You may have heard that Jon wrote the purchase contract on the home we’re currently living in, without me stepping foot in it. But what you may not know is that we had a purchase offer in on another house a few months prior. One that I actually saw, twice. We loved the bones, the layout, the location. Naturally, there were about a hundred ways we planned to
demolish outdated bathrooms, repaint green molding throughout, can the cherry cabinets, make it our own. But together, we agreed that it would be a beautiful place to call home (eventually).
We did all of our due diligence. I compiled the comps, Jon priced out a new roof and mechanicals, and a contract was drawn up. My Dad (a real estate guru for 44 years) taught me long ago that you always make your purchase offer contingent on the sale of your current home. It was a non-negotiable. And so we always have, and always will. We low-balled them because their home was grossly overpriced compared to the comps, and had not been updated since it had been built 25 years ago. That’s a bad combo when you’re looking to sell. The sellers rejected our offer and countered very close to full price, but would allow us to keep our contingency (selling our home in Chicago first). I kid you not, it was a 10 second conversation between Jon and myself where we looked at each other and said, “rip it up”. It was just a gut feeling that suddenly, it was not meant to be. Did we waver over the next few months when our Chicago home sold and we absolutely, positively needed a place to go? It was the dead of winter and inventory was low. There were very, very few homes on the market. And the ones that were on had been on for some time (read: over a year, then people start thinking someone died in there, you know what I mean?). This one was still on. The sellers had moved. It was vacant. And even worse for wear.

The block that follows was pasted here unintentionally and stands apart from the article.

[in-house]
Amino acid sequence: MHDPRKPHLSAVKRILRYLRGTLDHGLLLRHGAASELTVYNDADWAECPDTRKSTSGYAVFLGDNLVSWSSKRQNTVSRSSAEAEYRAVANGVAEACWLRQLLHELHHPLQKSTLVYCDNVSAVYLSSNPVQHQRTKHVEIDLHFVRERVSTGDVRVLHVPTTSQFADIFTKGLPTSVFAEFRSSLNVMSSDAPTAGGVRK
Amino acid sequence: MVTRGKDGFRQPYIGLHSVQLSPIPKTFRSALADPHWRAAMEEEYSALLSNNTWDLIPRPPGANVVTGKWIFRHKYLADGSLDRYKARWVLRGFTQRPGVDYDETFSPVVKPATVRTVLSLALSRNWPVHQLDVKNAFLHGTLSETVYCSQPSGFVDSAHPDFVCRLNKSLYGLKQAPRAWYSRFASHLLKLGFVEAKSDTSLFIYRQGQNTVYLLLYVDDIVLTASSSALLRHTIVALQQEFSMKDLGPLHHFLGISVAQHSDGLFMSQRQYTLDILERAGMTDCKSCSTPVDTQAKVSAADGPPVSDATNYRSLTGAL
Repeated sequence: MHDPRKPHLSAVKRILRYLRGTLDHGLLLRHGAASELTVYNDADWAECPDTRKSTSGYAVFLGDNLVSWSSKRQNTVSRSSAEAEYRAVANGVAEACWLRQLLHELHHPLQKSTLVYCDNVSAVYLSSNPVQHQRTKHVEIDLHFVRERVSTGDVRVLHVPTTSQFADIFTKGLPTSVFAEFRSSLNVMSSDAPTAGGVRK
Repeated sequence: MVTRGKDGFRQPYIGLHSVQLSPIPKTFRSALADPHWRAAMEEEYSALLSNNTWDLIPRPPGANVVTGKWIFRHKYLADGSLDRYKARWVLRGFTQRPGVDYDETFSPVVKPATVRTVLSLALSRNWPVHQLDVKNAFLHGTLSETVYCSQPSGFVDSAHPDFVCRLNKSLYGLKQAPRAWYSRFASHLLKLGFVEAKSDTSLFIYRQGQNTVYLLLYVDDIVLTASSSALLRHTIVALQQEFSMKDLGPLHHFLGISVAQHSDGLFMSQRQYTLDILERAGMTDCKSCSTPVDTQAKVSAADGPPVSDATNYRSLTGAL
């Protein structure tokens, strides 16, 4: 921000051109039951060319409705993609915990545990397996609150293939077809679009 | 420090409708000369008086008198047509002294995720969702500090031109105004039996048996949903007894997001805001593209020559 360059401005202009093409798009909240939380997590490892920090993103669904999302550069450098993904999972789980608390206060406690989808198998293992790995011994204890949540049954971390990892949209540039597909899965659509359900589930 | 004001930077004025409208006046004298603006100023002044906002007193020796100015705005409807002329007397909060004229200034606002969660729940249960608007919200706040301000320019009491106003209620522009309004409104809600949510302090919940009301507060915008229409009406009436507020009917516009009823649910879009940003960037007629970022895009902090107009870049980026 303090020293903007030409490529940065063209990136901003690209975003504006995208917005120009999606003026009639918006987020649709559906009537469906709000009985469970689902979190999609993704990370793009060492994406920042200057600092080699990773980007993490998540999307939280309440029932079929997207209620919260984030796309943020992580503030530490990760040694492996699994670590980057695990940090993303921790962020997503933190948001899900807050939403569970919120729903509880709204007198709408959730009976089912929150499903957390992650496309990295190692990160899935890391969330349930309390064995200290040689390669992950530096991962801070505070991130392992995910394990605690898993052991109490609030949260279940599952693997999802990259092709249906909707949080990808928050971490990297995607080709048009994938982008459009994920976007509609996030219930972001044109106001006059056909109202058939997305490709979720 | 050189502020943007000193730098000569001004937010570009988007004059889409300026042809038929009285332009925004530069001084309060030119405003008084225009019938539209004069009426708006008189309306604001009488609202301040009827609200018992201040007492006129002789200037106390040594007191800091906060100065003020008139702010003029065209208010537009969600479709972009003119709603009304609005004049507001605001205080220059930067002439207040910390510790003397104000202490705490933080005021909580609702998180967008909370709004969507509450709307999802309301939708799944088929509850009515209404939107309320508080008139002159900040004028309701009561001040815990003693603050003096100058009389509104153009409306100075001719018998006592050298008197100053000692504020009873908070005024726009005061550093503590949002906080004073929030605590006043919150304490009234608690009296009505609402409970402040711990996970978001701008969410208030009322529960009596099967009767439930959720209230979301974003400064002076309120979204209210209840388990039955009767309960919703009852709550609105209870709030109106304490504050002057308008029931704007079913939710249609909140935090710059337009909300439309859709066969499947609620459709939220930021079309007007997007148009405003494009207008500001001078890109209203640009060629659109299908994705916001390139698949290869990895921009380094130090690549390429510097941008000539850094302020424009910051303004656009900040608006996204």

I remember on occasion, Jon would say, we can always buy that one if we don’t find something else. But it was the settle house at that point, wasn’t it? We didn’t settle, and for that I am forever grateful. But that doesn’t mean I don’t have a soft spot for that place. (I’ll admit I had already made several idea boards for designs of each room). I bookmarked the listing and checked back often, hoping someone would peel back that garish green and see the potential. They didn’t. It’s now off market and rented. We hadn’t seen it in person since we’ve been back in CNY, but today Jon suggested driving by on our way home. I am so glad we did, because we learned the most valuable lesson of all. We were so consumed with the house, the property, the landscaping, the urgency to find something soon, that we failed to look beyond the house. I remember getting back in the car on both showings and was so focused on taking care of the baby, or recapping likes and dislikes with Jon, that we didn’t look around. Sure, we saw the neighbors. But what about just down the road. Four houses down there was a massive dementia care center. A quarter mile in the other direction was a dilapidated junk yard. I hadn’t seen them before, but I saw them today. You couldn’t miss them. But we had. Twice.
The moral of the story is, take your blinders off. Buying a home is the biggest investment of your life. We all oooh and ahhh over that pretty shade of lipstick on a pig. It comes in many forms. New appliances. Pinterest worthy interior design. Grab the makeup remover and wipe it away. See a home four times if you have to. On different days, at different times, sunny or pouring rain. And be sure to look for the manure too, because shit happens. (Naturally, that was Jon’s addition. Eye roll.)